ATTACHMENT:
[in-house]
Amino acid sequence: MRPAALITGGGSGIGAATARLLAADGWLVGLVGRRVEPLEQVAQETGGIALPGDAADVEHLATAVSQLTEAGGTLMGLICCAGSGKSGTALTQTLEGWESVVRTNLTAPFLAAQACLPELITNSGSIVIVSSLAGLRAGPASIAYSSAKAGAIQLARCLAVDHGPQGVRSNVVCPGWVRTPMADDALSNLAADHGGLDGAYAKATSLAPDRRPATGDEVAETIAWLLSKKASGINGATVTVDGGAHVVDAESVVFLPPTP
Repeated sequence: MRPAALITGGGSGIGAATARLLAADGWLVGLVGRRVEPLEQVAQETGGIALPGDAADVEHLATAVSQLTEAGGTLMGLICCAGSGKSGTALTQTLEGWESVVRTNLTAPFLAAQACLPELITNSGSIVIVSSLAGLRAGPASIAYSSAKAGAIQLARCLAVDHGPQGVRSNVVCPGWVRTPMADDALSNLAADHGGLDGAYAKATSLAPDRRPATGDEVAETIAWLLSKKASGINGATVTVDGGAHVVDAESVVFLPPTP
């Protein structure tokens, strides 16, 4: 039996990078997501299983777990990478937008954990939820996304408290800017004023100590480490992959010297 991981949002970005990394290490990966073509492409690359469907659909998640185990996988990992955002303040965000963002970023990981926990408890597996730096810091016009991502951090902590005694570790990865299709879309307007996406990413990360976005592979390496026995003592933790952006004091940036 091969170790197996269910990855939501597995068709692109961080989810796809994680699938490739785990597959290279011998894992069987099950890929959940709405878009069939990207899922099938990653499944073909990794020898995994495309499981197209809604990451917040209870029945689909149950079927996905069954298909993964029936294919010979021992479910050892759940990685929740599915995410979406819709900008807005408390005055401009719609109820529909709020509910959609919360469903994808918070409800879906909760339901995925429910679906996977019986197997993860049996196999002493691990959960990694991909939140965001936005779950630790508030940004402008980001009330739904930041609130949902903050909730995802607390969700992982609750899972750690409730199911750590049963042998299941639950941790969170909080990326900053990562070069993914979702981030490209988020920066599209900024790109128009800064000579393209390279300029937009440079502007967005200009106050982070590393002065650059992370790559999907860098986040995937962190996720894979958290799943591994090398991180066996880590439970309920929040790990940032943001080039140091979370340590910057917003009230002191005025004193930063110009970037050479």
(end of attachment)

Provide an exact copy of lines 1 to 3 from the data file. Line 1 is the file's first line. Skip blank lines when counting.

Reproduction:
[in-house]
Amino acid sequence: MRPAALITGGGSGIGAATARLLAADGWLVGLVGRRVEPLEQVAQETGGIALPGDAADVEHLATAVSQLTEAGGTLMGLICCAGSGKSGTALTQTLEGWESVVRTNLTAPFLAAQACLPELITNSGSIVIVSSLAGLRAGPASIAYSSAKAGAIQLARCLAVDHGPQGVRSNVVCPGWVRTPMADDALSNLAADHGGLDGAYAKATSLAPDRRPATGDEVAETIAWLLSKKASGINGATVTVDGGAHVVDAESVVFLPPTP
Repeated sequence: MRPAALITGGGSGIGAATARLLAADGWLVGLVGRRVEPLEQVAQETGGIALPGDAADVEHLATAVSQLTEAGGTLMGLICCAGSGKSGTALTQTLEGWESVVRTNLTAPFLAAQACLPELITNSGSIVIVSSLAGLRAGPASIAYSSAKAGAIQLARCLAVDHGPQGVRSNVVCPGWVRTPMADDALSNLAADHGGLDGAYAKATSLAPDRRPATGDEVAETIAWLLSKKASGINGATVTVDGGAHVVDAESVVFLPPTP